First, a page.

Gillian Smith is living history
This graduating senior changed her academic direction—and life—at UCLA
Courtesy of Gillian Smith
Jonathan Riggs | May 23, 2023
When she came to UCLA from Maryland, Gillian Smith fully intended to major in history as a means to one day going to law school. That is, until she got involved with the UCLA Undergraduate Research Center—Humanities, Arts and Social Sciences.
“Undergraduate research has changed my life and intended career path entirely. Initially, when I began my research with Professor Muriel McClendon, I planned to finish my honors thesis only as a personal achievement,” Smith said. “But now I have elected instead to pursue a master’s and then a doctorate in early modern history.”
Thanks to the support of the URCs, including a UCLA/Keck Humanistic Inquiry Undergraduate Research Award, the history major was able to travel to the Suffolk Archives in England to conduct on-site research on women who were charged with the crime of petty treason, the most severe form of murder that existed in early modern England. (The term referred to the act of a person killing their social superior; in practice, most defendants were women who had murdered their husbands.)
“Much of my research dealt with court records, newspaper clippings and parish records dating between the 16th and 18th centuries,” Smith said. “It was my first time working with physical documents from the early modern period. Not only did it provide me with materials for my thesis, but it inspired my wish to further study abroad and continue working with archival resources.”
Equally invaluable to Smith’s academic journey was McClendon’s mentorship and guidance. A UCLA associate professor of history, McClendon not only supervised Smith’s research project but also connected her to other social historians to help develop a network of current and future colleagues. Drawing on her interest in microhistory—the history of everyday individuals and communities at local scales—McClendon pushed Smith to expand her focus and to see research in a new light.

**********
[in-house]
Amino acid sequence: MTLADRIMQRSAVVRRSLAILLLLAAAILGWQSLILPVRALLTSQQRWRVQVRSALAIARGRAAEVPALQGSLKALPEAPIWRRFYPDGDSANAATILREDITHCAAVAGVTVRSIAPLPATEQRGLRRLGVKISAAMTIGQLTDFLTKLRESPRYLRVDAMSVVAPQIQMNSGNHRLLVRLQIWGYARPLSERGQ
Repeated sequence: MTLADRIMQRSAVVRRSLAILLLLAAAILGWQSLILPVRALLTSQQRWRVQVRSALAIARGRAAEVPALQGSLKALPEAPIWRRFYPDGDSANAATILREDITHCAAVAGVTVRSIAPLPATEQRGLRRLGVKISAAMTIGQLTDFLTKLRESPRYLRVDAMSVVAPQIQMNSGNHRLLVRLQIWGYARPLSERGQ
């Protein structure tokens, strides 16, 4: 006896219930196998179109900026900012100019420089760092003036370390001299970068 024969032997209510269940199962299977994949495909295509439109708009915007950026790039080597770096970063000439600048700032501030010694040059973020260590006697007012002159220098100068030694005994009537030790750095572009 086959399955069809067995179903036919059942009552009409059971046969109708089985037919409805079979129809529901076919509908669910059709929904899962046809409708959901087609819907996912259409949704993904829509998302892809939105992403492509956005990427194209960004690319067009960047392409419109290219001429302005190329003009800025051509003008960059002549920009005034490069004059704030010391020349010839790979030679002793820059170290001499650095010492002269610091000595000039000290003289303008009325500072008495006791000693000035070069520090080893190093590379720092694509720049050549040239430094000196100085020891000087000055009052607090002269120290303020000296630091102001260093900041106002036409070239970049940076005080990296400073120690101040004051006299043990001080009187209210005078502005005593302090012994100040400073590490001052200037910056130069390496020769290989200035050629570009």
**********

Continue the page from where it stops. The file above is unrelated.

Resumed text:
“Her mentorship has led us to explore questions stemming from my work that I never would have considered on my own, and inspired me to continue working on microhistories in the future,” Smith said. “Researching and writing a thesis has been a lot of work, but doing it under Dr. McClendon’s guidance has been exceptionally fun.”
Even as her academic focus as narrowed, Smith has managed to stay well-rounded by singing in UCLA’s chorale, creating an educational podcast for middle and high school students called “Hungry For History” and flexing her funny bone as editor-in-chief of the “Westwood Enabler,” UCLA’s satire magazine. In addition, she’s remained active in local animal rescue efforts, fostering 13 cats and kittens who all thrived in her care and were later successfully adopted out.
As graduation approaches, Smith is glad to know that she made the most of her undergraduate experience on and off campus, thanks in great part to the Bruin student, faculty and staff community who made this proud “Easterner” feel at home on the West Coast.
“I have had opportunities at UCLA which I never dreamed of, and I am very pleased with how much my own skills and determination have developed over the last four years so that I will take them into every future setting,” Smith said. “I have become the student I always wanted to be, and I know that when I walk across the stage, I will be making myself, my family, my friends and the professors who supported me proud!”
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